We cannot verify your location
Browse Book and Journal Content on Project MUSE
OR

Won't You be My Neighbor?

Camille Zubrinsky Charles

Publication Year: 2006

Los Angeles is a city of delicate racial and ethnic balance. As evidenced by the 1965 Watts violence, the 1992 Rodney King riots, and this year’s award-winning film Crash, the city’s myriad racial groups coexist uneasily together, often on the brink of confrontation. In fact, Los Angeles is highly segregated, with racial and ethnic groups clustered in homogeneous neighborhoods. These residential groupings have profound effects on the economic well-being and quality of life of residents, dictating which jobs they can access, which social networks they can tap in to, and which schools they attend. In Won’t You Be My Neighbor? sociologist Camille Zubrinsky Charles explores how modern racial attitudes shape and are shaped by the places in which people live. Using in-depth survey data and information from focus groups with members of L.A.’s largest racial and ethnic groups, Won’t You Be My Neighbor? explores why Los Angeles remains a segregated city. Charles finds that people of all backgrounds prefer both racial integration and a critical mass of same-race neighbors. When asked to reveal their preferred level of racial integration, people of all races show a clear and consistent order of preference, with whites considered the most highly desired neighbors and blacks the least desirable. This is even true among recent immigrants who have little experience with American race relations. Charles finds that these preferences, which are driven primarily by racial prejudice and minority-group fears of white hostility, taken together with financial considerations, strongly affect people’s decisions about where they live. Still, Charles offers reasons for optimism: over time and with increased exposure to other racial and ethnic groups, people show an increased willingness to live with neighbors of other races. In a racially and ethnically diverse city, segregated neighborhoods can foster distrust, reinforce stereotypes, and agitate inter-group tensions. Won’t You Be My Neighbor? zeroes in on segregated neighborhoods to provide a compelling examination of the way contemporary racial attitudes shape, and are shaped by, the places where we live.

Published by: Russell Sage Foundation

Title Page, Copyright

pdf iconDownload PDF (61.5 KB)
 

About the Author

pdf iconDownload PDF (26.0 KB)
pp. vii-

Acknowledgments

pdf iconDownload PDF (30.3 KB)
pp. ix-xi

read more

Introduction: Or, Why I Love Mister Rogers

pdf iconDownload PDF (44.8 KB)
pp. 1-5

My obsession with the racial composition of neighborhoods probably began when I was four years old. For much of my childhood (until I was fourteen), my mother and I were the only nonwhite people for miles around in the Ventura, California, neighborhood where I grew up. ...

read more

1. Los Angeles: A Window on the Future of the Nation

pdf iconDownload PDF (871.8 KB)
pp. 6-38

Los Angeles is one of the most racially, ethnically, and culturally diverse cities in the world. The public schools offer instruction in 92 of the 224 identified languages spoken in the county. Restaurants span the cuisines of the world, including Thai, Vietnamese, Indian, Pakistani, Russian...

read more

2. Theoretical Perspectives on the Dynamics of Racial Residential Segregation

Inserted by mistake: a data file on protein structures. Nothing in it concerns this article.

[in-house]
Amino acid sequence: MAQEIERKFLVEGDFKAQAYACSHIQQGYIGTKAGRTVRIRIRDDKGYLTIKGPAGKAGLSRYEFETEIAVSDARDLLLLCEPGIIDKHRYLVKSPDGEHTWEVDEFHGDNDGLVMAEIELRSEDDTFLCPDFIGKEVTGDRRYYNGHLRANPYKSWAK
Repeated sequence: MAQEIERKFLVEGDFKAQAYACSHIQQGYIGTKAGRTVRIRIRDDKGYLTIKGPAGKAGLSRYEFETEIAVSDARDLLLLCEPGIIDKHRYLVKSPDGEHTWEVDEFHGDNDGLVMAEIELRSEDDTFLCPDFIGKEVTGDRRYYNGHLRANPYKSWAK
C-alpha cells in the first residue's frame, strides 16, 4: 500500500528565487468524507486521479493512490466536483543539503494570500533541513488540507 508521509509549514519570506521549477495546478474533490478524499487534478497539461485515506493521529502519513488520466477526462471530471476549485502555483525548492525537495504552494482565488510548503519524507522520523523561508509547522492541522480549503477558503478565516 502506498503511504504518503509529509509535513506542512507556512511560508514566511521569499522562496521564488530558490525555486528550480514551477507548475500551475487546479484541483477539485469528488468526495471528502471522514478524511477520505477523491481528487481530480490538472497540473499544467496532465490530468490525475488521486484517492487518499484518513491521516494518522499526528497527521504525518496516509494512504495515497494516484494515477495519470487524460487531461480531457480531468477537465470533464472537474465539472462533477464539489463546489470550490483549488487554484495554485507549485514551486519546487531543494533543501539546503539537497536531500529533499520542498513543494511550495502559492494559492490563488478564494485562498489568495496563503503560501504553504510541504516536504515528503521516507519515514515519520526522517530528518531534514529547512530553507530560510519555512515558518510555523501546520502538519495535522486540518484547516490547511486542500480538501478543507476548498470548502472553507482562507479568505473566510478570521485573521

pdf iconDownload PDF (98.3 KB)
pp. 39-63

At the dawn of the twentieth century, W. E. B. Du Bois (1903/1990, 120–21) recognized the importance of neighborhoods—the “physical proximity of home and dwelling-places, the way in which neighborhoods group themselves, and [their] contiguity”—as primary locations for social...

read more

3. The Economics of Housing

pdf iconDownload PDF (129.9 KB)
pp. 64-97

The striking differences in traditional measures of social class status presented in chapter 1 lead easily to the assumption that certain groups simply lack the financial resources of other groups and therefore cannot pay as much for housing. As such, racial residential segregation would be...

read more

4. A Racialized Housing Market?

pdf iconDownload PDF (141.0 KB)
pp. 98-130

Race and race-related issues are a concern for most Americans, whether or not we are willing to say so openly and whether or not we are even consciously aware of these issues. Our concern is tied to both our own racial-group membership and our attitudes about and perceptions of...

read more

5. From Racial Attitudes to Neighborhood Racial Composition Preferences

pdf iconDownload PDF (136.2 KB)
pp. 131-162

A variety of factors shape residential decisionmaking: cost and affordability, the quality of the housing stock, preferences for particular dwelling amenities, proximity to work or other important destinations, stage in the life course, the quality of the public schools (Ellen 2000; Galster 1988). ...

read more

6. Race and Class Aligned

pdf iconDownload PDF (125.0 KB)
pp. 163-189

The previous chapters offer compelling evidence that racial prejudice is implicated in patterns of neighborhood segregation. Equally compelling is evidence that mere in-group preferences and (except for Asians) efforts to avoid coresidence with groups perceived as relatively disadvantaged...

Appendix

pdf iconDownload PDF (62.1 KB)
pp. 190-197

Notes

pdf iconDownload PDF (77.1 KB)
pp. 199-217

References

pdf iconDownload PDF (76.1 KB)
pp. 219-236

Index

pdf iconDownload PDF (61.5 KB)
pp. 237-246


E-ISBN-13: 9781610441162
Print-ISBN-13: 9780871541628
Print-ISBN-10: 0871541629

Page Count: 128
Publication Year: 2006

Research Areas

Recommend

UPCC logo

Subject Headings

  • Discrimination in housing -- United States.
  • Ethnic neighborhoods -- United States.
  • Segregation -- United States.
  • You have access to this content
  • Free sample
  • Open Access
  • Restricted Access